Contact: Jenn Bossio, PhD 604-875-4111 ext 62338 jennbossio@prostatecentre.com

Locations
Canada, British Columbia
Gordon & Leslie Diamond Health Centre -- Vancouver General Hospital Recruiting
Vancouver, British Columbia, Canada, V5Z 1M9
Contact: Faith Miller    604-875-4111 ext 62338    fmiller@prostatecentre.com   
Principal Investigator: Lori Brotto, PhD         
Sub-Investigator: Celestia S Higano, MD         
Sub-Investigator: Jennifer Bossio, PhD         
Sponsors and Collaborators
University of British Columbia
Vancouver Prostate Centre
Investigators
Principal Investigator: Lori Brotto, PhD University of British Columbia
  Study Documents (Full-Text)

Documents provided by Lori Brotto, University of British Columbia:

Additional Information:
Responsible Party: Lori Brotto, Professor, University of British Columbia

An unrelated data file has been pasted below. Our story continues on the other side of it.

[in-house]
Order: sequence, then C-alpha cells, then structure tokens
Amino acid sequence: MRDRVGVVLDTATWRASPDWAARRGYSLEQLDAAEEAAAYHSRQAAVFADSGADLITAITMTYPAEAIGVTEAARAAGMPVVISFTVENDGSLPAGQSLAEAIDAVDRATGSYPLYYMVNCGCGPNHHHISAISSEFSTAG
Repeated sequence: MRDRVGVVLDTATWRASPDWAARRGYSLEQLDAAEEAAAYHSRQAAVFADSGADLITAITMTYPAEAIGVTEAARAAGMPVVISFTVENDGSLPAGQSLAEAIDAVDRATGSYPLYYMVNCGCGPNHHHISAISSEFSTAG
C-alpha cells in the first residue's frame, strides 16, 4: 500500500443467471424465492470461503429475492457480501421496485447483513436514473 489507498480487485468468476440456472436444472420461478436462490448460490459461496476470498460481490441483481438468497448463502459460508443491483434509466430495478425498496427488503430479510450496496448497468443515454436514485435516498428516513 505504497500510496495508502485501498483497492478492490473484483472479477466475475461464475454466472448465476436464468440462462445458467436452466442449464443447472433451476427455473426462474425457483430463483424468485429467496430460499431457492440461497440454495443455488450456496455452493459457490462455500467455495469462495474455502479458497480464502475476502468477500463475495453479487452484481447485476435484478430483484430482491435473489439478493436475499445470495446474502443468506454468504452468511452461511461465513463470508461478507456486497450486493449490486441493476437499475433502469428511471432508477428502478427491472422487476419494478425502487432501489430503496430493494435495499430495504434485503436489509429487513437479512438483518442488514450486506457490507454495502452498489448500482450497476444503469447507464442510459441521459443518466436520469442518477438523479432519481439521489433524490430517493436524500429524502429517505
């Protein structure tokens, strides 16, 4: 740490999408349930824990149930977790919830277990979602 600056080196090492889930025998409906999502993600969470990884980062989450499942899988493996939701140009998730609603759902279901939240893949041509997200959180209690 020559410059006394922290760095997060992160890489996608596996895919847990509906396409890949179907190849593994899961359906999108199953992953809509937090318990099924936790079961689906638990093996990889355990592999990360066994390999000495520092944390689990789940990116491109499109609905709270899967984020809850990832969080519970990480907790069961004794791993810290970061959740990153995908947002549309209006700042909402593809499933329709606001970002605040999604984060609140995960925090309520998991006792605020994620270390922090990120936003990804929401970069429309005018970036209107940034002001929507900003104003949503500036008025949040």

ClinicalTrials.gov Identifier: NCT03365518     History of Changes
Other Study ID Numbers: H17-02247
D2017-1893 ( Other Grant/Funding Number: Movember Discovery Grant/Prostate Cancer Canada )
First Posted: December 7, 2017    Key Record Dates
Last Update Posted: October 16, 2018
Last Verified: October 2018
Individual Participant Data (IPD) Sharing Statement:
Plan to Share IPD: No

Studies a U.S. FDA-regulated Drug Product: No
Studies a U.S. FDA-regulated Device Product: No

Keywords provided by Lori Brotto, University of British Columbia:
Psychological Treatment
Intimacy
Cognitive Behavioural Therapy
Cognitive Behavioral Therapy
Mindfulness
Group Therapy
Couples Therapy

Additional relevant MeSH terms:
Prostatic Neoplasms
Sexual Dysfunctions, Psychological
Sexual Dysfunction, Physiological
Genital Neoplasms, Male
Urogenital Neoplasms
Neoplasms by Site
Neoplasms
Genital Diseases, Male
Prostatic Diseases
Mental Disorders
Genital Diseases, Female